What is it in the makeup of so many fathers that compels them to cut their sons' hair? Every father I know has tried it at least once, usually to the chagrin of the mother and the detriment of the child's looks. Is it a carry-over from days of yore, a self-sufficiency thing?
Whatever propels men to this strange but strangely common behavior, my husband is no exception. It all started innocently enough. We took our son, Jack, in for his first haircut, the delightfully low-maintenance style known as a buzz cut.
The barber swept Jack into his seat, belted him in, and within a matter of minutes had cut his hair the length of grass on a putting green.
My husband, Walker, paid, inwardly seething at the price charged for such a "simple cut." I remained quiet while he ranted. Looking back, this was my second mistake.
My first mistake? I should never have allowed him to come along in the first place.
Several months passed, and it was time to once again have Jack's hair cut. I allowed myself to be convinced that Walker could do just as good a job as any barber, and since "we already had the clippers," it would be free to boot. Mistake No. 3.
Gone was the efficient professionalism of the barber. This simple cut required extensive preparation.
Walker cleaned the patio and then got out a little table, followed by a little chair. He lifted a trusting Jack onto the chair and, with a loud snap, unfurled the sheet that would protect Jack's tender neck and shoulders from falling hair. Next, he laid out his tools with the utmost care and precision. Finally, he was ready.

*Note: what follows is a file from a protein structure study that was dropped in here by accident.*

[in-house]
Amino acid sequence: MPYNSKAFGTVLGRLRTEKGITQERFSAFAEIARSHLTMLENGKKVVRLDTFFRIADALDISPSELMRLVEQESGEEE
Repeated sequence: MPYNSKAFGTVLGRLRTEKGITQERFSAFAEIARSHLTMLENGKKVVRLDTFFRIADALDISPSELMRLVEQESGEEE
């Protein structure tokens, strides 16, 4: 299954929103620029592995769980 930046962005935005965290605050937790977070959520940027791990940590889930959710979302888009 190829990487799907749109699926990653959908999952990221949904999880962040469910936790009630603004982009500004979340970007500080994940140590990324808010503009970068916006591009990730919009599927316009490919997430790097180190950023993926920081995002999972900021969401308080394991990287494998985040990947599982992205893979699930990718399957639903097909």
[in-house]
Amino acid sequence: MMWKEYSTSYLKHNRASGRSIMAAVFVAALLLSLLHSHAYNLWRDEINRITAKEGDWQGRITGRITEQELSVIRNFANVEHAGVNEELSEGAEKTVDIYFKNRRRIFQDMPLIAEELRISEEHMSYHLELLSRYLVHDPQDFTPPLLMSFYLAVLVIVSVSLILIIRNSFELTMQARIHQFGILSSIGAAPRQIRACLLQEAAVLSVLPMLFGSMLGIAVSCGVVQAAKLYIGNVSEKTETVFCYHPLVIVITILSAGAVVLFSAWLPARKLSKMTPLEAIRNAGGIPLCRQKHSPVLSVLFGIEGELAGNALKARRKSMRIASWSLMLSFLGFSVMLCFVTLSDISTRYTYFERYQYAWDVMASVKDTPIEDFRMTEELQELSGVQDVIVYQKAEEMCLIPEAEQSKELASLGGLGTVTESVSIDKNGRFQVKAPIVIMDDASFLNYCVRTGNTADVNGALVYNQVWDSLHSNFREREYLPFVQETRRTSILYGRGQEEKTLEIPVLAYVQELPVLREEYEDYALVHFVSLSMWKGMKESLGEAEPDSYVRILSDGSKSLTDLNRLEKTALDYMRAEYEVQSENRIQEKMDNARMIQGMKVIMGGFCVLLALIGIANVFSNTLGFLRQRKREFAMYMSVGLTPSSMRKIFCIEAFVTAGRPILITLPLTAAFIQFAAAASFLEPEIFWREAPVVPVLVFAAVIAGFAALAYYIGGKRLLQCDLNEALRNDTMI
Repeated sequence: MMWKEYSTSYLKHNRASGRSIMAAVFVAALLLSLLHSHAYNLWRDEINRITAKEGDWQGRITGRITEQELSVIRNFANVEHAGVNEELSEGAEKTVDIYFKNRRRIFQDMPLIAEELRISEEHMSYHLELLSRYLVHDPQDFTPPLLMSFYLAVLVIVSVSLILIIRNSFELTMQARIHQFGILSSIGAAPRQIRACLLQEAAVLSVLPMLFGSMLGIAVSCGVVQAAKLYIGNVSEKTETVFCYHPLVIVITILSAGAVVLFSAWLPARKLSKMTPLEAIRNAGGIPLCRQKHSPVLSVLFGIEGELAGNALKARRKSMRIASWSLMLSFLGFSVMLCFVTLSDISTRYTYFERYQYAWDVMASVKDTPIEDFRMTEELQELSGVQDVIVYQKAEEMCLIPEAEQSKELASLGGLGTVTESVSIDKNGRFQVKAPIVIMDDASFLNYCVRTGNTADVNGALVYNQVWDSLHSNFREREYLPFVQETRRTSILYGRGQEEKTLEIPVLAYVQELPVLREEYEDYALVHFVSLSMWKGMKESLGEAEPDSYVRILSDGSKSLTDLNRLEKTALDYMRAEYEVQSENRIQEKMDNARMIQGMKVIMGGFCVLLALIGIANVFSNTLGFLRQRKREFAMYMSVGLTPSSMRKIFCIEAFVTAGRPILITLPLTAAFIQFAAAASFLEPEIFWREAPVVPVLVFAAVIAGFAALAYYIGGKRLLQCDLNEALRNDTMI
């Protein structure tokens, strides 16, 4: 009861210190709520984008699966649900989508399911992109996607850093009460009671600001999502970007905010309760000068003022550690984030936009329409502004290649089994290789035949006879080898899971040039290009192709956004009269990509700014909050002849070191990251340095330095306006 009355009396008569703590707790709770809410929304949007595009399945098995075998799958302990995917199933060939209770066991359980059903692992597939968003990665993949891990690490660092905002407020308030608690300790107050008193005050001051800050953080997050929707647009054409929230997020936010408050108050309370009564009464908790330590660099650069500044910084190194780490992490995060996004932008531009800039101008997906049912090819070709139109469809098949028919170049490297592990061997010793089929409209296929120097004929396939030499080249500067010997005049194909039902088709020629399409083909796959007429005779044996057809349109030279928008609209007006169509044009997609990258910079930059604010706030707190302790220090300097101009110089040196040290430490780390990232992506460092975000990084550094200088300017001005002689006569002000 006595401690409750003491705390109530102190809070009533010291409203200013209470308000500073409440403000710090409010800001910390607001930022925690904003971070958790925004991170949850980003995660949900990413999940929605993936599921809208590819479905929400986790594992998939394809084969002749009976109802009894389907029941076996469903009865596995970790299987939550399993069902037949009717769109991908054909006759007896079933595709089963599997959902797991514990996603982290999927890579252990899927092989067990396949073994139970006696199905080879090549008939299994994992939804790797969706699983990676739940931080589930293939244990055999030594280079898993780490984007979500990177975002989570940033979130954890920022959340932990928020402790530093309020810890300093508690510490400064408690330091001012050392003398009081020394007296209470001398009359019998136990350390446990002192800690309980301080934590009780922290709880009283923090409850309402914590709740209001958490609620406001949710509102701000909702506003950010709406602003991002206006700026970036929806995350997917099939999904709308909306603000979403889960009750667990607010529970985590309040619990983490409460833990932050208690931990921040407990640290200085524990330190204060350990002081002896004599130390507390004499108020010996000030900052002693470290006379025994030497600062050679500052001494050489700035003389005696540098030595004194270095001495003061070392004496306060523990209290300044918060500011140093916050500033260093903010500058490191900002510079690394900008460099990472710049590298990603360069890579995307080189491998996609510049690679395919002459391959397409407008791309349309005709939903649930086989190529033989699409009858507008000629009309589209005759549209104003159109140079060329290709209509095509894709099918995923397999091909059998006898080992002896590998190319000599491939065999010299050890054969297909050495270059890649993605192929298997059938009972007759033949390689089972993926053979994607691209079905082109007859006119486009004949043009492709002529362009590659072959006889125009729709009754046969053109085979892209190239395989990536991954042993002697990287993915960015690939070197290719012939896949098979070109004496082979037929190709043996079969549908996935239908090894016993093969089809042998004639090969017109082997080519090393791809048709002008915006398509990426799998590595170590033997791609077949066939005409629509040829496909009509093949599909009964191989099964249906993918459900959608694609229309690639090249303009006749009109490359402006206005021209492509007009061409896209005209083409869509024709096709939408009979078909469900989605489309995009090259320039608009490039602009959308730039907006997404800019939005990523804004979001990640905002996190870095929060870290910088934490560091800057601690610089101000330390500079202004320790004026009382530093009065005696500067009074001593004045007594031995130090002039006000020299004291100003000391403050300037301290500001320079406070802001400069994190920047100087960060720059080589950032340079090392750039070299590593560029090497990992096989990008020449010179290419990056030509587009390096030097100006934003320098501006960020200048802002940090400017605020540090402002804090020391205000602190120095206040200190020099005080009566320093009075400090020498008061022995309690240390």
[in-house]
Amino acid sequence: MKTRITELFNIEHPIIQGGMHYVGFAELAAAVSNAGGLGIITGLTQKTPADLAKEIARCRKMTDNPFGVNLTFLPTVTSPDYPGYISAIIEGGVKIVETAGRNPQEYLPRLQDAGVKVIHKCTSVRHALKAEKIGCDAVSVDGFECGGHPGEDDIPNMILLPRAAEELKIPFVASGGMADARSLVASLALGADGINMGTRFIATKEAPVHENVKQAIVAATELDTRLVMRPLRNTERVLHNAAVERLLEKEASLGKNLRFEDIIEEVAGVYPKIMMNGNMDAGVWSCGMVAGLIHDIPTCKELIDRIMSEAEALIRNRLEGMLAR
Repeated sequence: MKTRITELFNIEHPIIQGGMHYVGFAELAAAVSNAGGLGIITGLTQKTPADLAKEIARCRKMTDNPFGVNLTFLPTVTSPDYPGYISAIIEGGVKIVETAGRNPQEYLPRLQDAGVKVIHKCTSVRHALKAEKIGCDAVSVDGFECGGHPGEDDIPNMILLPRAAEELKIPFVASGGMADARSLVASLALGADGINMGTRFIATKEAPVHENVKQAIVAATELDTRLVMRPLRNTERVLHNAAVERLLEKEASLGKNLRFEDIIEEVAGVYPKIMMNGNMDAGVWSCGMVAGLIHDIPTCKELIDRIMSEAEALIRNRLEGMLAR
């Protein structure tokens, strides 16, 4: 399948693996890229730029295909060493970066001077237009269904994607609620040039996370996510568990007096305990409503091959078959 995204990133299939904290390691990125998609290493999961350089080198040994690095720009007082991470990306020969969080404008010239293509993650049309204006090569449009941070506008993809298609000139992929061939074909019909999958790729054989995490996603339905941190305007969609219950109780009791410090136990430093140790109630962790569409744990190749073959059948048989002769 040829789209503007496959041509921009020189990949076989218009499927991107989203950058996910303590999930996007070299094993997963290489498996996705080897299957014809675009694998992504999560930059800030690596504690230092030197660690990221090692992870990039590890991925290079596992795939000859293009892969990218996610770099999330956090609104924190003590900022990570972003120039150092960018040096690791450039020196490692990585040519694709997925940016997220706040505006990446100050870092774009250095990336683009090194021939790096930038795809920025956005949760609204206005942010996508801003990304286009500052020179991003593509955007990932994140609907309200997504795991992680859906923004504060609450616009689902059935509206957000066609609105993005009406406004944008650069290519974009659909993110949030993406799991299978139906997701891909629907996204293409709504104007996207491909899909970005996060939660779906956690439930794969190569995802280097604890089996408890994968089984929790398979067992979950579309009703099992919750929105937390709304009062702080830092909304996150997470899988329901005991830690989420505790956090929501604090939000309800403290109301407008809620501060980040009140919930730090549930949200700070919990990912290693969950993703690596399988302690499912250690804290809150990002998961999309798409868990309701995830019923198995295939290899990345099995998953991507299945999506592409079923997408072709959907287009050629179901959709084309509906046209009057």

Walker revved the clippers a few times and then ran them steadily over the top of Jack's head. Nothing happened. He fiddled with the controls for a moment and tried again. Still nothing.
This time he fiddled and then removed a little white piece that guards the moving blades. "There. Now it should work just fine," he said, smiling at me.
I gasped. There, straight down the top of Jack's head, was a wide swatch of shiny, very white, bald head. This was a bad haircut, a very bad haircut.
Once started, there was no turning back; there was no way to disguise this mistake. So while I silently left for the store to buy some hats, Walker shaved the rest of Jack's head, leaving him absolutely, undeniably bald. This was a buzz cut to the extreme.
At first I was embarrassed to take Jack anywhere. Curious strangers would stare, wondering what had caused this balding condition.
Only Jack's big sister approved of his new fuzzless look. Sitting beside him on the couch, she would watch TV while rubbing her hand slowly back and forth over his velvety, baby-soft head.
Jack's hair finally grew out, and a mere six months later, he is now ready for another haircut. Walker mentioned that fact the other day as he was looking all over the house for the clippers.
"Have you seen them?" he asked. I just shook my head and walked out of the room.